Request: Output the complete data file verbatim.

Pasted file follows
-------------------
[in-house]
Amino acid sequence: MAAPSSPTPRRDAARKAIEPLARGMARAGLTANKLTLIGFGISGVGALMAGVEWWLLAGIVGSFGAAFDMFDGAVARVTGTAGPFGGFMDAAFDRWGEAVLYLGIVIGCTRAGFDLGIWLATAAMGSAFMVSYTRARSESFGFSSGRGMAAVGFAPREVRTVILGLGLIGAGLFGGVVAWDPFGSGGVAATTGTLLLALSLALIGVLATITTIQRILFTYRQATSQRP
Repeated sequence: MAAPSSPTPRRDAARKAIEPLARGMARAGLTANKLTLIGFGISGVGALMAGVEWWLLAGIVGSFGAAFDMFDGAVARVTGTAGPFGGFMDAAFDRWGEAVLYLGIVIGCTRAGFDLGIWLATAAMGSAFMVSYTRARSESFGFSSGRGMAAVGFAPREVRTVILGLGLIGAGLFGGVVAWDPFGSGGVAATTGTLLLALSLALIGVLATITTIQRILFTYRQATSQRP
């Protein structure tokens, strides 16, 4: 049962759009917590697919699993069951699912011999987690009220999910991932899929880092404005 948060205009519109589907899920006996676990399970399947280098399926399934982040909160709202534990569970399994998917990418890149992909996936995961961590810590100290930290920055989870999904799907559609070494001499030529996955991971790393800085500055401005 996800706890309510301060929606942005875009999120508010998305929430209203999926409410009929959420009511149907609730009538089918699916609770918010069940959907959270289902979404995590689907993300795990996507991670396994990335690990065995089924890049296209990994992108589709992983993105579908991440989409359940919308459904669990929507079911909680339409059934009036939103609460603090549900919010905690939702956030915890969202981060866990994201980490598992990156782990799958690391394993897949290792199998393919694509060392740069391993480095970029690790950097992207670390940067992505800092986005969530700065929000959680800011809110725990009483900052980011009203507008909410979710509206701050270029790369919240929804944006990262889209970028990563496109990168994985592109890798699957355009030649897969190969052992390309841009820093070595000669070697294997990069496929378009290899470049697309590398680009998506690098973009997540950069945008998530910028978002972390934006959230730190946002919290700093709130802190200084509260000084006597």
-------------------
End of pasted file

[in-house]
Amino acid sequence: MAAPSSPTPRRDAARKAIEPLARGMARAGLTANKLTLIGFGISGVGALMAGVEWWLLAGIVGSFGAAFDMFDGAVARVTGTAGPFGGFMDAAFDRWGEAVLYLGIVIGCTRAGFDLGIWLATAAMGSAFMVSYTRARSESFGFSSGRGMAAVGFAPREVRTVILGLGLIGAGLFGGVVAWDPFGSGGVAATTGTLLLALSLALIGVLATITTIQRILFTYRQATSQRP
Repeated sequence: MAAPSSPTPRRDAARKAIEPLARGMARAGLTANKLTLIGFGISGVGALMAGVEWWLLAGIVGSFGAAFDMFDGAVARVTGTAGPFGGFMDAAFDRWGEAVLYLGIVIGCTRAGFDLGIWLATAAMGSAFMVSYTRARSESFGFSSGRGMAAVGFAPREVRTVILGLGLIGAGLFGGVVAWDPFGSGGVAATTGTLLLALSLALIGVLATITTIQRILFTYRQATSQRP
């Protein structure tokens, strides 16, 4: 049962759009917590697919699993069951699912011999987690009220999910991932899929880092404005 948060205009519109589907899920006996676990399970399947280098399926399934982040909160709202534990569970399994998917990418890149992909996936995961961590810590100290930290920055989870999904799907559609070494001499030529996955991971790393800085500055401005 996800706890309510301060929606942005875009999120508010998305929430209203999926409410009929959420009511149907609730009538089918699916609770918010069940959907959270289902979404995590689907993300795990996507991670396994990335690990065995089924890049296209990994992108589709992983993105579908991440989409359940919308459904669990929507079911909680339409059934009036939103609460603090549900919010905690939702956030915890969202981060866990994201980490598992990156782990799958690391394993897949290792199998393919694509060392740069391993480095970029690790950097992207670390940067992505800092986005969530700065929000959680800011809110725990009483900052980011009203507008909410979710509206701050270029790369919240929804944006990262889209970028990563496109990168994985592109890798699957355009030649897969190969052992390309841009820093070595000669070697294997990069496929378009290899470049697309590398680009998506690098973009997540950069945008998530910028978002972390934006959230730190946002919290700093709130802190200084509260000084006597």